Andre Sokol, a 59-year-old unemployed carpenter, is an example of someone who won’t be helped by the law and will continue to rely on the Arlington clinic, which, at an given time, provides care to about 1,600 people. He lost his health-care benefits when he left his job in the construction industry several years ago to care for his longtime girlfriend, who was diagnosed with ALS, and his mother, who was battling dementia. Two years ago, the women died within two months of each other. Sokol had no job, no income and no place to live.
In January, Sokol had quadruple bypass surgery at Virginia Hospital Center, which absorbed the costs. He didn’t qualify for Medicaid because Virginia doesn’t allow single men, no matter how poor, on Medicaid, unless they’re disabled. The state has one of the strictest eligibility standards in the country. That would change if the state expanded its program under the health law.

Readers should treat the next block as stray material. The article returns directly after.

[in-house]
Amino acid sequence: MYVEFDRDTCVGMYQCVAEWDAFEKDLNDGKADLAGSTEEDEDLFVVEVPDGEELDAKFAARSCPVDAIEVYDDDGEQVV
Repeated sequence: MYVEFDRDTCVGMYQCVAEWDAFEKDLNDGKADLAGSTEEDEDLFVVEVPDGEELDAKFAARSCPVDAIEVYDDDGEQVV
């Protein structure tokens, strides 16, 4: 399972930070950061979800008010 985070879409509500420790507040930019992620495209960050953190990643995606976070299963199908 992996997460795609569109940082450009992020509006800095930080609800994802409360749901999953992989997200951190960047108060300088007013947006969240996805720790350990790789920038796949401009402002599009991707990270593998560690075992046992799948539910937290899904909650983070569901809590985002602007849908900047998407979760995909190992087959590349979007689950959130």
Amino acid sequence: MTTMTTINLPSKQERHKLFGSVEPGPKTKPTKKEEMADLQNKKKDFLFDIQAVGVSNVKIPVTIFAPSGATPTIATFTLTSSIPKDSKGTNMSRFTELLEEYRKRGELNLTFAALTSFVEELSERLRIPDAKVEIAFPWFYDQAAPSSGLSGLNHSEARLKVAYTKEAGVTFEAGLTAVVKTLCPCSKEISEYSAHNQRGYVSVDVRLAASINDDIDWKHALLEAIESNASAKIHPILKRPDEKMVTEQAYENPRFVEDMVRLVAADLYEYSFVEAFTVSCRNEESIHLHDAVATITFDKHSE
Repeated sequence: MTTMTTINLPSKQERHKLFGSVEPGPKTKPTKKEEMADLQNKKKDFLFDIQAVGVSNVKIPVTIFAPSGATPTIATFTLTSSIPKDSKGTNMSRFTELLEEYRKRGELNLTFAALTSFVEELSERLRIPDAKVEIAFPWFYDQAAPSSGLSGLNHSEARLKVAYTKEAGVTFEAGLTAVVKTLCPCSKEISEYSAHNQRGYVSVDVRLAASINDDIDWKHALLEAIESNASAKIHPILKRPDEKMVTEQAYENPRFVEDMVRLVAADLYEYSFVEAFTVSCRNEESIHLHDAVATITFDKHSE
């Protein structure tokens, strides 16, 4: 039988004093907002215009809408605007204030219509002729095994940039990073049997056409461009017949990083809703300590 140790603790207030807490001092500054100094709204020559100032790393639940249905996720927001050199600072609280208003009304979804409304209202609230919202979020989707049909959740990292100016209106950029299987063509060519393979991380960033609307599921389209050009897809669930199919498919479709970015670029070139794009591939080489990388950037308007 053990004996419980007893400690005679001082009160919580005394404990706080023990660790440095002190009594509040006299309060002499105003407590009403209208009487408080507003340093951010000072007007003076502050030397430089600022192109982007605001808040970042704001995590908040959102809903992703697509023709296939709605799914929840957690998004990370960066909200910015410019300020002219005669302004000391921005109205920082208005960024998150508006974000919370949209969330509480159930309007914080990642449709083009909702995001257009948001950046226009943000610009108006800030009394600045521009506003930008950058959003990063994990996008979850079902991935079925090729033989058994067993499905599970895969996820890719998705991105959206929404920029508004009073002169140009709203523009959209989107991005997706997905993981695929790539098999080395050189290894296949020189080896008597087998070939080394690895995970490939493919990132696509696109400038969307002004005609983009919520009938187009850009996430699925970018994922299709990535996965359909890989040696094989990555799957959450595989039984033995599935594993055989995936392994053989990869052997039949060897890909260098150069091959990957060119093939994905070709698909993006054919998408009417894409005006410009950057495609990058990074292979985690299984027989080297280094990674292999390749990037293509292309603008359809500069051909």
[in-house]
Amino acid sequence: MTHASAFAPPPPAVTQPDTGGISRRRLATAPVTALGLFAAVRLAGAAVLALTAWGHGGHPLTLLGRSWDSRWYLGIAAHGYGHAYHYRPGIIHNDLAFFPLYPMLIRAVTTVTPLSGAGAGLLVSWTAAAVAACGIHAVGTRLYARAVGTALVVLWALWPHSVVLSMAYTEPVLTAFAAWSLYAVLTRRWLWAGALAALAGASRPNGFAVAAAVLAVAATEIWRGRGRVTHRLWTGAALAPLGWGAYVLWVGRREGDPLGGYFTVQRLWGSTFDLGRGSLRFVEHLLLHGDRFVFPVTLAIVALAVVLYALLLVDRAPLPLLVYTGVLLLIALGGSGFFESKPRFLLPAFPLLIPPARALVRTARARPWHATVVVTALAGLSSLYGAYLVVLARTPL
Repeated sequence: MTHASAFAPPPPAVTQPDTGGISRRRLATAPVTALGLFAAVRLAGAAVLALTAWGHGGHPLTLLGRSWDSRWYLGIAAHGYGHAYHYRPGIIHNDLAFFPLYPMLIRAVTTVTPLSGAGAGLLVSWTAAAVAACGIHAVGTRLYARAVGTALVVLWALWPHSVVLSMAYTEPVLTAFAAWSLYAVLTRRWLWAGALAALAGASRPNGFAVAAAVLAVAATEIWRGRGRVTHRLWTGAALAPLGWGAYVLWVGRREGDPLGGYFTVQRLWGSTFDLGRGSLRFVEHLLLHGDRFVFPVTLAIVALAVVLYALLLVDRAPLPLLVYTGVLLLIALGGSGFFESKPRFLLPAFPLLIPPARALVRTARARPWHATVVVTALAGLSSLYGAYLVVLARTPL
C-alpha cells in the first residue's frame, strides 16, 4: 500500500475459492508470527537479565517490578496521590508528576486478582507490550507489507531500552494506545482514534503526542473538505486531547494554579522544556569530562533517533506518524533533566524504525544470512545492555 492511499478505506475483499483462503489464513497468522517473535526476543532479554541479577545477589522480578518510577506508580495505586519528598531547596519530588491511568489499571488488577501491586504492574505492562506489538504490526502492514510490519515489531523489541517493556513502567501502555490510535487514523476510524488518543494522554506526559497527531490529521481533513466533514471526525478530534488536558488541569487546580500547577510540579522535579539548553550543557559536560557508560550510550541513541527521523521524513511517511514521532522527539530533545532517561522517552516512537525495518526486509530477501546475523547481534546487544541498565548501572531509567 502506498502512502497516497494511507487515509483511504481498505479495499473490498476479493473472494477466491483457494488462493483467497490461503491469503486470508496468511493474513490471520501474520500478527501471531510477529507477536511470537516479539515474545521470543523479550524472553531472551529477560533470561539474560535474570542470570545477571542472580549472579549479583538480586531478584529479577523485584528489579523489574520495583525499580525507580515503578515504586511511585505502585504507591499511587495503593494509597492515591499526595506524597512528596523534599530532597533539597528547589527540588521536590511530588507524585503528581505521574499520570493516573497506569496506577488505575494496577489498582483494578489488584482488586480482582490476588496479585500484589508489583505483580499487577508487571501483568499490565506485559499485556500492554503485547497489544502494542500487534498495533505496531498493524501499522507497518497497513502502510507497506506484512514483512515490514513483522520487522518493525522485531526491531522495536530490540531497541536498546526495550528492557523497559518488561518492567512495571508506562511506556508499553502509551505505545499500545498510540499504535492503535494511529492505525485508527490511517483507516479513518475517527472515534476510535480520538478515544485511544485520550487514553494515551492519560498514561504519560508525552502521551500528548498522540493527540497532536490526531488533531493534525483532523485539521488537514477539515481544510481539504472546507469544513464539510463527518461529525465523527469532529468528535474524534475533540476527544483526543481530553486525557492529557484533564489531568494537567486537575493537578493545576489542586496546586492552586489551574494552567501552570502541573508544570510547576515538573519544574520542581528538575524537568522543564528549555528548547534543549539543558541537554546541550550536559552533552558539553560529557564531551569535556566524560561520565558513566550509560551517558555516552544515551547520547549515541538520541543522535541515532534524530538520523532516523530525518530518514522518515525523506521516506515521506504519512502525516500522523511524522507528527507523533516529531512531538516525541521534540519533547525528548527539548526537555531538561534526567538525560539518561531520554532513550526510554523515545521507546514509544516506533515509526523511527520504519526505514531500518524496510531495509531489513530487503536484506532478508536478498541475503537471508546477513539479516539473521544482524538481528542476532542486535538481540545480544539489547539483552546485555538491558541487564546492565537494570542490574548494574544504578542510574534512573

At the same time, Sokol’s income is too low to allow him to get federal subsidies to help pay for a private policy on the exchange. (The law assumed people with incomes below 100 percent of the poverty level, or about $11,500, would be covered by Medicaid, but many states balked at enlarging their programs after the Supreme Court said the expansions were optional.) Arlington Free Clinic officials said about half of their patients are in the same situation: They are below the poverty line but aren’t eligible either for Medicaid or subsidies to buy insurance.